Angel investment has a lot of pros for start-ups, such as giving the company access to much-needed funds and business expertise, and introducing the company to the angel’s network of other investors. However, there some cons. Angel investors can be hard to find and once you have identified them as potential investors, it can be equally hard to convince them that your start-up is promising enough for them to invest in. In addition, angel investors typically have certain expectations or “strings” attached to their investment, including regular reporting and transparency with respect to the business operations, so it’s important for companies to consider these requirements carefully when negotiating an equity financing with angel investors.
3. Crowdfunding. This newest “kid” on the equity-based start-up funding “block” has attracted a fair amount of attention, particularly over the past year. “Non-equity-based” crowdfunding has been going on for some time through websites such as Kickstarter. In “non-equity-based” crowdfunding, individual investors – the members of the “crowd” – each provide a small amount of money to finance a project or business venture, typically through an internet platform or portal and typically in exchange for products or services. In “equity-based” crowdfunding, however, the members of the “crowd” invest capital in exchange for an equity interest (such as shares), bringing securities laws into play. The existing securities laws do apply to the distribution of securities through crowdfunding, but until now the available prospectus exemptions (accredited investor, minimum amount, etc.) didn’t work well for crowdfunding.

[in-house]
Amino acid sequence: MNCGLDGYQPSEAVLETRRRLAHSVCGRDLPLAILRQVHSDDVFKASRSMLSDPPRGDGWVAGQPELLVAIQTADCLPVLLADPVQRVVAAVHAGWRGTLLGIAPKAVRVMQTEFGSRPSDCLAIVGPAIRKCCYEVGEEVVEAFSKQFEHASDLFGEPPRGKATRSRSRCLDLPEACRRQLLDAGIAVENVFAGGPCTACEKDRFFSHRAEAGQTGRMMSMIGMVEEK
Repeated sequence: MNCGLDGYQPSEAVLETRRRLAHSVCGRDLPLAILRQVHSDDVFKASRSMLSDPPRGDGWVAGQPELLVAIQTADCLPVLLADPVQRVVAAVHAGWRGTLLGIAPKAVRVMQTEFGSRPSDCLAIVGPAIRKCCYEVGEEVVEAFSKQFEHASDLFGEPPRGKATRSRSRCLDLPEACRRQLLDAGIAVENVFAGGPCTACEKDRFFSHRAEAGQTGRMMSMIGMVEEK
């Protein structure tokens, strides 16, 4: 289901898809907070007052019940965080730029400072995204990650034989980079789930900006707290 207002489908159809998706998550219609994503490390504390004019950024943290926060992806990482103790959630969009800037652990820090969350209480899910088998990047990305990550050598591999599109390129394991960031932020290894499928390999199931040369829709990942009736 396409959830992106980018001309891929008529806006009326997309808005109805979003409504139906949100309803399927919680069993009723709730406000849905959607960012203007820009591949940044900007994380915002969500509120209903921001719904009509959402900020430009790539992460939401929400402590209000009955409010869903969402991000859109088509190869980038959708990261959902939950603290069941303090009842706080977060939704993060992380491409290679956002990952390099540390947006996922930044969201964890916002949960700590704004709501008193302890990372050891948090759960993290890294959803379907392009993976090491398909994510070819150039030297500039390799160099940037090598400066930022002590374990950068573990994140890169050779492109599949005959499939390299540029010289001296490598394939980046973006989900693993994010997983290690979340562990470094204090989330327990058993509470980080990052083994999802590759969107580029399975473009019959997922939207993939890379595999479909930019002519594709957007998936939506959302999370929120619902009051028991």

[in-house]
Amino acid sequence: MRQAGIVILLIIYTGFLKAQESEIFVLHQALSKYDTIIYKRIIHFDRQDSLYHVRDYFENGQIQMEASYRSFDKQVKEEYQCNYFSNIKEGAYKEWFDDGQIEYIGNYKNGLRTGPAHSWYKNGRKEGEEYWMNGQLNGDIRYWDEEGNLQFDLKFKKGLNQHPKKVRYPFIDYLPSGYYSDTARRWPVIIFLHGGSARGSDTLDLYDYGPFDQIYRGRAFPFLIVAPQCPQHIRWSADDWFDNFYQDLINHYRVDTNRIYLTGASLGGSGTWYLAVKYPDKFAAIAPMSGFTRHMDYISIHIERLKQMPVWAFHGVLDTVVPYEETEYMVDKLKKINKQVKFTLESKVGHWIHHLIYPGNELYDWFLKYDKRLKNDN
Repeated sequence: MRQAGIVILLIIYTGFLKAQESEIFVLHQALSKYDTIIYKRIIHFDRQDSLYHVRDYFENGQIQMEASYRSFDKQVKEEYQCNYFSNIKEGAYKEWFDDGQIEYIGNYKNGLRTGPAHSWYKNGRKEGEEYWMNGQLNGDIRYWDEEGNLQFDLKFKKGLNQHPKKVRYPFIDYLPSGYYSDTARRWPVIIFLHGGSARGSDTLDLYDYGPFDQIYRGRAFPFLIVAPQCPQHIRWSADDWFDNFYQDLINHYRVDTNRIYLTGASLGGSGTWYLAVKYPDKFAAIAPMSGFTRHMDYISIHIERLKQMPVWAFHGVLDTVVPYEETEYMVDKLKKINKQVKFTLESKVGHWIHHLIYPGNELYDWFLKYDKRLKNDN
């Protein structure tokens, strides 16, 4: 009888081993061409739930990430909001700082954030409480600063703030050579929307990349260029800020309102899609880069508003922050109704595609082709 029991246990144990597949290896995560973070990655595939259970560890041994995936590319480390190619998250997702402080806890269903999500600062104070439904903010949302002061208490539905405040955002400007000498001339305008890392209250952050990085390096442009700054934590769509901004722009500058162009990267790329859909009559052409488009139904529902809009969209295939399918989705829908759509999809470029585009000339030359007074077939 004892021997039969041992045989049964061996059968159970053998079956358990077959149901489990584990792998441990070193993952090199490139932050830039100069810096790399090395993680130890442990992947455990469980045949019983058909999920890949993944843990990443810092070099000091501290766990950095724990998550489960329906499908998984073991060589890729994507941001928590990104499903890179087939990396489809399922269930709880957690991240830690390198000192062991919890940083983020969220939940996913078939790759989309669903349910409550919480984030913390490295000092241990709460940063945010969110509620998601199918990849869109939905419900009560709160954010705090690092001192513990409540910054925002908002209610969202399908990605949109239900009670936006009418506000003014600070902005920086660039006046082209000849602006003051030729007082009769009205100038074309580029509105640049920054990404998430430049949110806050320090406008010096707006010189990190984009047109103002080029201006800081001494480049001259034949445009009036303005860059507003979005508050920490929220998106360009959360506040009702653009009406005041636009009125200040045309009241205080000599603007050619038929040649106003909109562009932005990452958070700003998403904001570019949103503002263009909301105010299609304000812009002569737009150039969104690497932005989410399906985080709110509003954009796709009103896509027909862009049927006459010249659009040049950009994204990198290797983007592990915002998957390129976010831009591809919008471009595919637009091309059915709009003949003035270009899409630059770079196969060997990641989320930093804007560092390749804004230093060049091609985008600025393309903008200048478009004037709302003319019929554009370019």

Recently, several Provincial securities regulators responded by creating a tailored set of rules balancing the needs of issuers and investors. Effective May 14, 2015, regulators in NS, NB, Manitoba, Québec, Saskatchewan and BC implemented a start-up crowdfunding exemption relieving qualifying companies from the prospectus requirement. Each regulator published its own “order”, though they are identical in substance; read the NS Blanket Order 45-524. To learn more about crowdfunding generally, and the crowdfunding-related exemptions the regulators originally proposed in 2014, read McInnes Cooper’s: Joining The Crowd – NS & NB Consider Crowdfunding.